Published: 16 May 2007
By: Rob Eisenberg

With all the new technology that Microsoft is releasing, it's hard to keep up. WPF is one such technology. It is a completely different metaphor for user interface construction than previous frameworks. This article is intended to give a general overview of the key concepts and innovations of WPF, hopefully educating readers enough to make intelligent UI technology decisions and smooth the learning curve for those beginning to work with this framework.

Contents [hide]


Windows Presentation Foundation (hereafter referred to as WPF) is a new API for creating graphical user interfaces for the Windows platform. It is an alternative to WinForms that further empowers developers by providing an API capable of taking full advantage of the multimedia facilities of the modern PC. Unlike WinForms, it does not wrap Win32 but is completely new, built from the ground up using .NET. The fundamental power of WPF comes from the fact that it is vector based, hardware accelerated and resolution independent.

Reminiscent of WinForms, you’ll find many of the controls you are used to when building applications: Button, ComboBox, ListBox, etc. However, in WPF, your UI design is represented in a completely different fashion. Instead of using a designer generated code file or a resource file as the source of a UI definition, WPF uses XML. Specifically, it uses XAML. Please, don’t let this frighten or dissuade you. It’s surprisingly intuitive and much easier than you would think (not to mention fun). There are many other new features in WPF, too many to discuss in this tutorial. Below, you can see a chart depicting what I consider to be some of the most important features/innovations in WPF.

Figure 1: Important WPF Features

Important WPF Features

The right column of the chart lists some technologies that you may be familiar with that parallel the ideas in WPF. Hopefully this gives you a starting point for understanding the terms on the left. Don’t take the parallels too literally; there are differences. We’ll talk about each of these areas over the course of this article and I will provide additional resources for going into greater depth as well.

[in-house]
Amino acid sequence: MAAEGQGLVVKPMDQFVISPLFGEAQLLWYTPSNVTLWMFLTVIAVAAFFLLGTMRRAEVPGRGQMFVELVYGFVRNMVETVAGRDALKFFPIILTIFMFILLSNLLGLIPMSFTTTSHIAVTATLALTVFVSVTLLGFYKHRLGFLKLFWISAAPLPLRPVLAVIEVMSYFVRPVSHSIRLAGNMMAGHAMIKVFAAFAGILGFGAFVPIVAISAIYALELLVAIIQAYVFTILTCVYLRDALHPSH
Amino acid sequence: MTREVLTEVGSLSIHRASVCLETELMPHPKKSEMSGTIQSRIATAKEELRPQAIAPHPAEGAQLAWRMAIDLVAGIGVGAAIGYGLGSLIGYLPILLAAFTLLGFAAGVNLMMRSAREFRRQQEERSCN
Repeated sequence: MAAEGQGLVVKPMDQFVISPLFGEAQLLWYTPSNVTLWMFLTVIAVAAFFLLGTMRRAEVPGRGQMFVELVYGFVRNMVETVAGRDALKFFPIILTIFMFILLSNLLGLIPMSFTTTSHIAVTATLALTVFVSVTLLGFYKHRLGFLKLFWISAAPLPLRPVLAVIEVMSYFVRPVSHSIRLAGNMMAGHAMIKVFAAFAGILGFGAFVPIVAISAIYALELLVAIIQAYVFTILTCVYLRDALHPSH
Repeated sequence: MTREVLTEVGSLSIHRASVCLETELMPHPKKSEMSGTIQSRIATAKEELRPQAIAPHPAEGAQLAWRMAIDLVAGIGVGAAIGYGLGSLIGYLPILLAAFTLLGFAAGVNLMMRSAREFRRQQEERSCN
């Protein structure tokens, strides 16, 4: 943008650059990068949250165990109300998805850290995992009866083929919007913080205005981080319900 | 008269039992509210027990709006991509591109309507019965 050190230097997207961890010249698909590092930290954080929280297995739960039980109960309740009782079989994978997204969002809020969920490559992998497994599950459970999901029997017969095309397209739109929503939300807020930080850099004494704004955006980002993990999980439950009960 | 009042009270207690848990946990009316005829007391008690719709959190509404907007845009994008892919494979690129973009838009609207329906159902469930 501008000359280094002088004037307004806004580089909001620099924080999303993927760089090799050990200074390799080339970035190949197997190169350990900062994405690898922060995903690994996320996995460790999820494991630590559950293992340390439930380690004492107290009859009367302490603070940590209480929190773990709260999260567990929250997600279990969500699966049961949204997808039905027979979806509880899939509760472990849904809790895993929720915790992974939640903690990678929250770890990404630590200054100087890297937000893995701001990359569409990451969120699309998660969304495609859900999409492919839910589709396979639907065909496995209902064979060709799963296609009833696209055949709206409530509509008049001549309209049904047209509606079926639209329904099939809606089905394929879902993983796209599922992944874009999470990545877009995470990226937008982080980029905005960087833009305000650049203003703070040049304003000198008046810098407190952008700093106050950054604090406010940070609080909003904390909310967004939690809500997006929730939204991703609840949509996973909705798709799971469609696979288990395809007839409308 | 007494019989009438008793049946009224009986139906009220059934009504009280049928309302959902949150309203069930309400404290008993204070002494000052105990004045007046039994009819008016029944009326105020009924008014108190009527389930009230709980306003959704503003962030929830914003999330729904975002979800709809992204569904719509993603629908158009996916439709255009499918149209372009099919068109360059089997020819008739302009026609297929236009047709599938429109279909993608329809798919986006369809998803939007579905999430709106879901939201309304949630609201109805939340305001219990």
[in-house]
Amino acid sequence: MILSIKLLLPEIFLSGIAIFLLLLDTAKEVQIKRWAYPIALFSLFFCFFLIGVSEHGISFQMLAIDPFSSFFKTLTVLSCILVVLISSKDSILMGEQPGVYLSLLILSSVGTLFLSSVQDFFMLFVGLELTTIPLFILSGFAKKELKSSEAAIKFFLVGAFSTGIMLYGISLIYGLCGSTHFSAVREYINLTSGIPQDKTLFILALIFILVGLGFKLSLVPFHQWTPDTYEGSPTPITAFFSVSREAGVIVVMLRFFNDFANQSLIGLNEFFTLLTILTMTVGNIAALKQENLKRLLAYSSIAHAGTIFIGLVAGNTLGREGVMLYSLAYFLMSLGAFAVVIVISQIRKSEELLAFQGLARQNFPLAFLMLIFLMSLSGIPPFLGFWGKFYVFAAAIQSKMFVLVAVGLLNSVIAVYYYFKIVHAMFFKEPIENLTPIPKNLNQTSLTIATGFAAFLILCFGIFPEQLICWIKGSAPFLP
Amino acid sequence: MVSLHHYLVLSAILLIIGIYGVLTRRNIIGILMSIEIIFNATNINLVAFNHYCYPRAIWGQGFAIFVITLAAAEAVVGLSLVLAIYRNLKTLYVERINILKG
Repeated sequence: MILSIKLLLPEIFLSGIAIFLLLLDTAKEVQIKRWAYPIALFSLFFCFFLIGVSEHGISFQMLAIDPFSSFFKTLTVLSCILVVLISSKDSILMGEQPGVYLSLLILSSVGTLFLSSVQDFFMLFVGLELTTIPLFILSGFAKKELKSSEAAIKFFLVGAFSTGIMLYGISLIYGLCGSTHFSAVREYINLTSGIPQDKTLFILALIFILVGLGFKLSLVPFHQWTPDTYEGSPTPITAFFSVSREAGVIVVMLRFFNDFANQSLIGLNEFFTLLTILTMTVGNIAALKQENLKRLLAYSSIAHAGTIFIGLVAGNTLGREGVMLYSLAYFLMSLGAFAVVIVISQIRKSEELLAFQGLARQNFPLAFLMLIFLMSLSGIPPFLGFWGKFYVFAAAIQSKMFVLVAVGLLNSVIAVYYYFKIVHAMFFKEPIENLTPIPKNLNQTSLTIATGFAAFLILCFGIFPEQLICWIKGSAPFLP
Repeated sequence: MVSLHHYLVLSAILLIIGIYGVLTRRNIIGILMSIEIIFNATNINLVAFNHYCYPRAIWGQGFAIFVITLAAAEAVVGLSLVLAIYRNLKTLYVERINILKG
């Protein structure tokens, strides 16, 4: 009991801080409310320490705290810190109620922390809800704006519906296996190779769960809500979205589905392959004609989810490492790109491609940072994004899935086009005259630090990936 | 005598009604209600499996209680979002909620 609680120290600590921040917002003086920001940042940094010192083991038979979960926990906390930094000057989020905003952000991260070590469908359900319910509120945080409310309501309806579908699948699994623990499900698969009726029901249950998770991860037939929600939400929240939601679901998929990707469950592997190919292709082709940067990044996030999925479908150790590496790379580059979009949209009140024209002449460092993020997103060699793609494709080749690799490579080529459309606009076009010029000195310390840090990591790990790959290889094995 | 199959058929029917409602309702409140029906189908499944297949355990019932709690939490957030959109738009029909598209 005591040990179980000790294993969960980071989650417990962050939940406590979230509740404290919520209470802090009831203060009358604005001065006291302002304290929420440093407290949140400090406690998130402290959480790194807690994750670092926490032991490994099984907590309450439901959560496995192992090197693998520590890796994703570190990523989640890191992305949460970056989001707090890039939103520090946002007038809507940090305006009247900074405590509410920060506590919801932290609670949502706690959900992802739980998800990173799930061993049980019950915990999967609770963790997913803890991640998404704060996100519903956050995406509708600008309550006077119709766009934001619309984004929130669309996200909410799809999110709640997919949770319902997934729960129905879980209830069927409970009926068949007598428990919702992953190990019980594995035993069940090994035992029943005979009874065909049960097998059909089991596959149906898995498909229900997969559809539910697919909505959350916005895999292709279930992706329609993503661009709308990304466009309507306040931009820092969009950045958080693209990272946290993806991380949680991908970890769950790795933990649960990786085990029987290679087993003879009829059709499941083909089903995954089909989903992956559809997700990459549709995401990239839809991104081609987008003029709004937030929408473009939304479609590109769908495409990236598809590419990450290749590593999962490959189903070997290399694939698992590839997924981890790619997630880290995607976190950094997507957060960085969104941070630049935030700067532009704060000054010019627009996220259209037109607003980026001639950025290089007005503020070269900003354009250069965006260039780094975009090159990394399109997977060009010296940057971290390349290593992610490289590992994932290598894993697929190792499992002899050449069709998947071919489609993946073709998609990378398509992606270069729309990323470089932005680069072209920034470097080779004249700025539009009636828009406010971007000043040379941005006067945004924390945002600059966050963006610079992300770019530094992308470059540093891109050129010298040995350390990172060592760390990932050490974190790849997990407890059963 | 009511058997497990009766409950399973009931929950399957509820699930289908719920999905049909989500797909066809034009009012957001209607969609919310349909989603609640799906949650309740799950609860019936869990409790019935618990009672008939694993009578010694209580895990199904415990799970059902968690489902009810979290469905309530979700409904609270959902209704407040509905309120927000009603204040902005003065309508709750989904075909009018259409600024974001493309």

Besides the above mentioned features, there is a new type of application. The standard Windows application is alive and kicking, but you now have an additional option: the XAML Browser Application (.xbap). When you deploy this type of application to a web server, users can navigate to a URL and run your program from within the IE sandbox. The experience is similar to using a Flash application, but is restricted to users of IE (versions 6 and 7 and any browser that supports the WebControl, such as Firefox through its IE tab). You can begin to imagine the types of rich intranet applications you could build for a company if you were given IE and WPF as the platform. At the same time, it’s too bad that it only works in IE. To address this issue, Microsoft is currently working on Silverlight (formerly WPF/E), a cross-platform, cross-browser subset of the .NET Framework and WPF.